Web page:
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Make A Trip To Uluru

by John Eshan

A trip to Uluru is a must when visiting the Northern Territory. Whether it’s to see the stunning sunrise or sunset, or explore the nearby Kata Tjuta (also known as The Olgas), there are plenty of things to do! Wake up early to enjoy a front row seat for the stunning sunrise over Uluru. Afterwards, join a guided base walk and learn about the Anangu lore.

Ayers Rock Resort

Right in the middle of the Australian outback is a tiny town called Yulara that’s essentially made up of the Ayers Rock Resort. This massive complex of hotels and campgrounds is what makes up the majority of the accommodation options around Uluru trip. It also houses the main petrol station and town square. There are multiple hotel and campground choices, all with a range of stay styles to suit everyone. Currently there are heaps of deals on offer at the resort to help make it even more affordable for travellers.

The 4.5 star Desert Gardens Hotel is the only hotel with views of Uluru and is surrounded by beautiful native gardens. It offers a choice of rooms from deluxe rock view to shady poolside and the restaurants Mangata Bistro & Bar and Arnguli Grill both serve up amazing local bush tucker.

Ayers Rock Visitor Centre

The iconic sandstone monolith that is Ayers Rock (or Uluru, to its traditional Anangu owners) is world-renowned for its stunning appearance and spiritual significance. It is also home to the spectacular Kata Tjuta rock formations and has been a site for traditional ceremonies and rites of passage for 10,000 years. The best way to experience the majesty of the rock is with a guided tour that combines an exploration of the cultural and natural history of Uluru-Kata Tjuta National Park. There is a free ranger-guided ‘Mala’ walk that circumnavigates the rock each day and is an ideal opportunity to learn more about its place in Aboriginal culture.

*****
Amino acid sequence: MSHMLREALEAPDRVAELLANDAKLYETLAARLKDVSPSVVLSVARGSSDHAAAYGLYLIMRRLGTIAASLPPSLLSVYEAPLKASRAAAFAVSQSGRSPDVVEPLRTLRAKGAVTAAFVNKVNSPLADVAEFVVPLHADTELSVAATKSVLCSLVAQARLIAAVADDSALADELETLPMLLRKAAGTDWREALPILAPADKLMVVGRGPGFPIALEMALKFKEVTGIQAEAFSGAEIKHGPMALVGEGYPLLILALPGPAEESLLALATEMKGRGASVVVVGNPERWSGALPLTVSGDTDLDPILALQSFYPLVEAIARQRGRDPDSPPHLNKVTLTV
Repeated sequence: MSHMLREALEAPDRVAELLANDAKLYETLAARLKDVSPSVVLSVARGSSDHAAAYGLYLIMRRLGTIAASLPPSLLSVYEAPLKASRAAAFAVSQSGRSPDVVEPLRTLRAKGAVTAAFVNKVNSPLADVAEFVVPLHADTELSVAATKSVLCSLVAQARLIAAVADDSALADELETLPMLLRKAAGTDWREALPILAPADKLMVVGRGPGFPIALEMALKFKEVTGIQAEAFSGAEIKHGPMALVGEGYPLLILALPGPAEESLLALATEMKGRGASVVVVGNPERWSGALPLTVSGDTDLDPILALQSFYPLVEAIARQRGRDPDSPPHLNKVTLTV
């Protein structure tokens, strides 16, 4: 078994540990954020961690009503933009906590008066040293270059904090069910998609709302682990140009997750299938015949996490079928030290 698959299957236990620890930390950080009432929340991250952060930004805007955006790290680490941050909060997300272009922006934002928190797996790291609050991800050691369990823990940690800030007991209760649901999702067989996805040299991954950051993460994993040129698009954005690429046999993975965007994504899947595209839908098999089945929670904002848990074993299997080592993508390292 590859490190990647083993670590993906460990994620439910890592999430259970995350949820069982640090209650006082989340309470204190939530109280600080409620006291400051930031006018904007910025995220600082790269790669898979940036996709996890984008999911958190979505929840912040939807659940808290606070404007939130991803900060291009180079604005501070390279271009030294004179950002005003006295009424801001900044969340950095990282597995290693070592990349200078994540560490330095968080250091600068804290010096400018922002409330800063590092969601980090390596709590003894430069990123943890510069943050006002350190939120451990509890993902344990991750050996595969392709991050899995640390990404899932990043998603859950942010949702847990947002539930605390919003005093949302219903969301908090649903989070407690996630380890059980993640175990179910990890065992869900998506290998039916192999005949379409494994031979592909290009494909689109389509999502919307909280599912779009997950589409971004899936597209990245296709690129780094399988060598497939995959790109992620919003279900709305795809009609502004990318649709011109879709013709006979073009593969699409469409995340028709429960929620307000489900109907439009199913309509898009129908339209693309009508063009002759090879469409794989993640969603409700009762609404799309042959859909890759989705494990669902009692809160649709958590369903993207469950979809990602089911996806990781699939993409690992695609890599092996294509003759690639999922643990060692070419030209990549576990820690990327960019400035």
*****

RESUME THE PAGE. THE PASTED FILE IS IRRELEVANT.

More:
The Visitor Centre provides visitors with a range of services and facilities including a museum, displays, a cafe and several community-owned shops and galleries. It is worth allowing a couple of hours to explore it. From here, you can also access the base of Uluru via the Base Walk – an accessible route that allows guests to get up close to the rock while maintaining a safe and respectful distance.

Uluru – Kata Tjuta National Park

Visiting Uluru-Kata Tjuta National Park is possible by self-drive with a car rental or you can book a range of guided tours. Many of the guided tours offer pick-up from hotels and the Ayers Rock Campground and include a visit to the Uluru Cultural Centre, sunrise and sunset look outs and Kata Tjuta and Uluru walks. Backpackers can bunk down in a dorm at the Outback Pioneer Hotel, flashpackers will enjoy the luxury of Longitude 131 or those wanting a more flexible accommodation option can choose to pitch a tent at the Ayers Rock Campground. There are also a variety of 3-, 4- and 5-star hotels and villas to choose from.

Explore the domes of Kata Tjuta (the Olgas) or venture into Walpa Gorge on a guided walk. Witness a mesmerising Uluru sunset or sunrise and learn about its significance to Anangu at the Uluru-Kata Tjuta Cultural Centre. Then shop for a memento at the award-winning Maruku Arts, selling everything from woven baskets to traditional paintings on canvas.

Things To Do In Uluru

Ayers Rock Resort offers a range of guided tours for those who want to get up close and personal with Uluru. Climb to the top on a guided climb, take in the views from the air by helicopter or float above in a hot air balloon. Walk the 7.5-kilometer valley trail on the Mala Walk or visit the Mutitjulu Waterhole to see awe-inspiring scenery and rock art. There are plenty of other free activities to do too – attend a bush tucker experience, pat camels at the petting zoo or join a guided dot painting workshop with an Indigenous artist. For something more luxe, dine at the open-air fine-dining experience Tali Wiru – meaning ‘beautiful dune’ in Pitjantjatjara.

Don’t leave Uluru without taking in the night sky at the Field of Light. Covering an area the size of nine football fields, 50,000 radiant frosted-glass spheres illuminate the desert as Uluru fades into darkness. You’ll be mesmerized.


Travel to Uluru and explore the arid landscape of the Red Centre. Discover ancient Aboriginal culture as you walk around the base of Uluru (Ayers Rock) and marvel at a mesmerizing sunset or sunrise over the domes of Kata Tjuta.